A new dawn for nuclear power?

I grew up in Oak Ridge TN, the “atomic city.” It was where the uranium was enriched for the Hiroshima bomb. After the war, uranium enrichment found peaceful application in nuclear power plants. Many of the kids I knew growing up had dads who worked at one of the plants–X-10, Y-12, K-25–that researched and developed uranium enrichment and power plant design.

After initial enthusiasm for power that would be “too cheap to meter,” nuclear power plants eventually fell on hard times. The plants were expensive and perceived as terrorist magnets. In the wake of Three Mile Island and Chernobyl, they fell out of fashion.

With growing concerns about global warming and decarbonization, nuclear power is again finding favor. Bill Gates is crowing about a next-gen nuclear power plant being built in Wyoming. I’m not a nuclear engineer, but apparently one modification to the Natrium reactor design is the use of molten salt instead of water as a reactor coolant. Molten sodium does have some advantages over water, but as research in the thorium reactors has shown, it is also challenging; it is highly corrosive, and reacts violently when exposed to water or air. As the father of the nuclear navy, Hyman Rickover, once observed, a sodium-cooled reactor might work if you were designing a submarine to operate in a sodium ocean.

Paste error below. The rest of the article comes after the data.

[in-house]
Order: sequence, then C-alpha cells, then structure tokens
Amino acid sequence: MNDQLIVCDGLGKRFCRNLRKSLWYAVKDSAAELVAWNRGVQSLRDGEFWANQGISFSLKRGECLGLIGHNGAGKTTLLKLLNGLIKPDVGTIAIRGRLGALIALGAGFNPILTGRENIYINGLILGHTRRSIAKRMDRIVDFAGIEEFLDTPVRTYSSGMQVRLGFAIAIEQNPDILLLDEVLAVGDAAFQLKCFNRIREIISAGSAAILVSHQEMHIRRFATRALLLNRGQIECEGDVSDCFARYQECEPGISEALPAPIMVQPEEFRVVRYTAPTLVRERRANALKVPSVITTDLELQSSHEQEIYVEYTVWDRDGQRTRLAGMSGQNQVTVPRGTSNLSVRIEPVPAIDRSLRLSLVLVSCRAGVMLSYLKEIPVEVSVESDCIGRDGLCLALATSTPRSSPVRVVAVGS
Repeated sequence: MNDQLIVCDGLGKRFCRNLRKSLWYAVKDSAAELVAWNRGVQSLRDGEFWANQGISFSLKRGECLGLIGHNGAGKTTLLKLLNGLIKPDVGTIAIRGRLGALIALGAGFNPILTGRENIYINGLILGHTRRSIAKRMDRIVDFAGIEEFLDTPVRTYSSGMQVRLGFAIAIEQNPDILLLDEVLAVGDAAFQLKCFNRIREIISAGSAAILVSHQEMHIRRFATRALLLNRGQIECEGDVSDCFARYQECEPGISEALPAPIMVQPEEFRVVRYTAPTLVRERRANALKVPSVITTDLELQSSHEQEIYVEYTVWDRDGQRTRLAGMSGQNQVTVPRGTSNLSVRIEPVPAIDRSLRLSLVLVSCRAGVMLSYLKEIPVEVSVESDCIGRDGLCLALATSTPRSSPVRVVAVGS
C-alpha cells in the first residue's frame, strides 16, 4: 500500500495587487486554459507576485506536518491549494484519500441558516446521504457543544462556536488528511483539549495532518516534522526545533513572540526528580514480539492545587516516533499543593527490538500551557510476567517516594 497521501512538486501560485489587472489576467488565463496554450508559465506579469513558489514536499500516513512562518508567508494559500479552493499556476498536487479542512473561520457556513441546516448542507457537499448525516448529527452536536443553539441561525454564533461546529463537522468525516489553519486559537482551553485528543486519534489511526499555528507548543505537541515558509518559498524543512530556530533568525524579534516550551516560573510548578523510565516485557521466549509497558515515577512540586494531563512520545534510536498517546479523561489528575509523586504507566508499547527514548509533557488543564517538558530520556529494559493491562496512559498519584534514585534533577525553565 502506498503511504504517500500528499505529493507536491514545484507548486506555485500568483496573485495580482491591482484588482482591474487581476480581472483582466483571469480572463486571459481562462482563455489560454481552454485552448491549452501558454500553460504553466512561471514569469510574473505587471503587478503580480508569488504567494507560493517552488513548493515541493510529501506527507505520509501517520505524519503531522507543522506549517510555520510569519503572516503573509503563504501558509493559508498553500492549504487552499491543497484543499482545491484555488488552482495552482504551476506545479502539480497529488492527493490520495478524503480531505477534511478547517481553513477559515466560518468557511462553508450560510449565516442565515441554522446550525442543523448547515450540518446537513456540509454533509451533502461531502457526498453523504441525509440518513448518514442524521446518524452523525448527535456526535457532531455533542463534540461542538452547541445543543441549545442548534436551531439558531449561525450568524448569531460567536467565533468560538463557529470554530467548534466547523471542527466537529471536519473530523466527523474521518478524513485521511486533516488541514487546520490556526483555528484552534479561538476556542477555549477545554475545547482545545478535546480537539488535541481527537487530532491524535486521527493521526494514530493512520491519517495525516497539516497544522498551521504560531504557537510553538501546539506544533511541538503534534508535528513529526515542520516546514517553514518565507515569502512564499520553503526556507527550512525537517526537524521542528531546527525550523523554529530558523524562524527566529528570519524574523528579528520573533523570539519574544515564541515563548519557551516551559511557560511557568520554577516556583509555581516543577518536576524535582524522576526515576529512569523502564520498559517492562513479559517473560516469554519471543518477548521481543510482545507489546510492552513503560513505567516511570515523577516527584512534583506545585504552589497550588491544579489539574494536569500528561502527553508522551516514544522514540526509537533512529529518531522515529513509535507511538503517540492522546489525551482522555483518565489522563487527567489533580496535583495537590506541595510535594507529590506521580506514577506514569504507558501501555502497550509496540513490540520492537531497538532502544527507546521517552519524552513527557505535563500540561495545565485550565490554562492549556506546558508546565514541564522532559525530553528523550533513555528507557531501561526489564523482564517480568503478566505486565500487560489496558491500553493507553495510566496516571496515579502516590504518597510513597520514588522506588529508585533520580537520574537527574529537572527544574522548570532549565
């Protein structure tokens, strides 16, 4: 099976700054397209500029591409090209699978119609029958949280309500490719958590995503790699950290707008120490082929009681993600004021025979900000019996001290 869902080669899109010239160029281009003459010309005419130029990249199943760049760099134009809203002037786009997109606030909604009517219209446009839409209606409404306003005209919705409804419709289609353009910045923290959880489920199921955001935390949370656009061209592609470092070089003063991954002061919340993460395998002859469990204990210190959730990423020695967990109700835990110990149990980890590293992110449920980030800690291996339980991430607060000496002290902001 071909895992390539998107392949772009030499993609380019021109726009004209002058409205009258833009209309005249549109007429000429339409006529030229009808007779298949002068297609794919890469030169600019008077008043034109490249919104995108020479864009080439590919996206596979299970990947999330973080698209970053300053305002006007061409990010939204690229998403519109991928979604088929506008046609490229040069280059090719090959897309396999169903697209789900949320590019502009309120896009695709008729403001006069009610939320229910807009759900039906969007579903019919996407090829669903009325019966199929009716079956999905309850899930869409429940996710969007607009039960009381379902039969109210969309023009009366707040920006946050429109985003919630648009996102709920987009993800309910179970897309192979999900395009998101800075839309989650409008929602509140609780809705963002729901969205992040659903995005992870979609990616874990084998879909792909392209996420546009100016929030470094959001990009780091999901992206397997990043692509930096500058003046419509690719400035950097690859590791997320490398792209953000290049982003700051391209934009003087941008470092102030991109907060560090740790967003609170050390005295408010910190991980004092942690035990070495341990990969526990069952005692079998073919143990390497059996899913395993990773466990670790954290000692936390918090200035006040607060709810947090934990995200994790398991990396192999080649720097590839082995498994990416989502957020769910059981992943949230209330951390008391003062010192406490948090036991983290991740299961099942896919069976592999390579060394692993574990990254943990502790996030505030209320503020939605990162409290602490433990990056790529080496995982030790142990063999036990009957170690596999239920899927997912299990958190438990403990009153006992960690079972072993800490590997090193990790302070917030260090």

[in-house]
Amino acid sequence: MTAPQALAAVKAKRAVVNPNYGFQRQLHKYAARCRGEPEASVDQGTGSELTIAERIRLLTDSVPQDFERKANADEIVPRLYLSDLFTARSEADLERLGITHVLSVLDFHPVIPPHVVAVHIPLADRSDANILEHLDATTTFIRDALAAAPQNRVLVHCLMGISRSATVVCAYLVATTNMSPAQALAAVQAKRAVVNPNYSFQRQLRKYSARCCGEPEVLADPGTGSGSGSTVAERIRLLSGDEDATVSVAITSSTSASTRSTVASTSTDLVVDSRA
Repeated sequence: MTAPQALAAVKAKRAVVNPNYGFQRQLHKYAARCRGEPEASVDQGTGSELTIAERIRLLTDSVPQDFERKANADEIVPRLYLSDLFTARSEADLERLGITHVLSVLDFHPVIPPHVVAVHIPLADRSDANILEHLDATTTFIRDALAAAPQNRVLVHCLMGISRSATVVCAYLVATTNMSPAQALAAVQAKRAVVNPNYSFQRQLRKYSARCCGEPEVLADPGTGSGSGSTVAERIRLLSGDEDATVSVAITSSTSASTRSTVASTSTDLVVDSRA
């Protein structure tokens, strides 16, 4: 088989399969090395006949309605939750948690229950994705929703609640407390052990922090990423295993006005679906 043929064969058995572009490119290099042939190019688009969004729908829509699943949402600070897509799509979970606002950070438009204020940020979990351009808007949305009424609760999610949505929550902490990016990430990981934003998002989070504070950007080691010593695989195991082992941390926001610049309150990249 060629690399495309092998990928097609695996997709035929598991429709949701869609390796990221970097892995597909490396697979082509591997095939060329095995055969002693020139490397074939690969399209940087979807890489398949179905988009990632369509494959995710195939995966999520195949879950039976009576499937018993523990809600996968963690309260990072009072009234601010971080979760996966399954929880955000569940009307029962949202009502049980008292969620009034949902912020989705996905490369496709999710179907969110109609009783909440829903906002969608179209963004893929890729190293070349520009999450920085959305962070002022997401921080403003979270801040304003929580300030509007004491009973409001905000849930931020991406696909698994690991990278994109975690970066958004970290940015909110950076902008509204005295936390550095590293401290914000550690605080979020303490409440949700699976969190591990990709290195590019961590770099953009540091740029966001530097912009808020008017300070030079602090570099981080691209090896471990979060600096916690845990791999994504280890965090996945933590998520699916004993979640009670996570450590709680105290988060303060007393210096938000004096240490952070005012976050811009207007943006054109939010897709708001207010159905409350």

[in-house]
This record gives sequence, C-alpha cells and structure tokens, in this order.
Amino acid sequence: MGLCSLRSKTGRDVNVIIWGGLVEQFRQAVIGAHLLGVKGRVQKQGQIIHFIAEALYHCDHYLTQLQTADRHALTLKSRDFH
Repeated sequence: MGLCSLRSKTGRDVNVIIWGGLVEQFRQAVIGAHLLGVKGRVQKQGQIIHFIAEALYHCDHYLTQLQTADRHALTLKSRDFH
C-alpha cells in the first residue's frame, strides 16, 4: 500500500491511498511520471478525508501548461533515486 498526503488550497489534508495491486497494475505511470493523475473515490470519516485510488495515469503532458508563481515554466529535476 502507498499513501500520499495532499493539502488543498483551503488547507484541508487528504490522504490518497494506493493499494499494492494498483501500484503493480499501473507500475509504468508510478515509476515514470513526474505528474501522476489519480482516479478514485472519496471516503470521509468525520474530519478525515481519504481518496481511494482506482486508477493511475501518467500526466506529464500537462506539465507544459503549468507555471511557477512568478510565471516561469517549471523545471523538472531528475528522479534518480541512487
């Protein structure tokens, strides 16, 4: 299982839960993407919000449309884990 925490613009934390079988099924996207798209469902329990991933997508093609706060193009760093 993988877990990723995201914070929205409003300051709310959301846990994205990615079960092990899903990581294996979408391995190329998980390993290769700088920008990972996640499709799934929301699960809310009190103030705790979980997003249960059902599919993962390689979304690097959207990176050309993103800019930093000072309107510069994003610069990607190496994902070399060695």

Nuclear power solves the intermittency problem that dogs solar and wind. And once the plant is built, no CO2 is emitted during normal operation. One criticism is that the Natrium reactor still has the problem of nuclear waste storage. Coal-fired plants don’t have this problem, since their wastes are either emitted into the atmosphere or accumulate in ash ponds that leach into the water table. Once you factor in the environmental costs on both ends, there is no such thing as “clean energy” that is environmentally cost-free.

Is Gen IV nuclear power the revival of the nuclear power dream? If sodium-cooled uranium reactors can be made safely, will thorium reactors also be revived? One thing is for sure: world-wide demand for power isn’t going to slacken any time soon, so the only realistic hope for change is to move to less carbon-intensive power.

Bill Gates hawks Gen IV nuclear power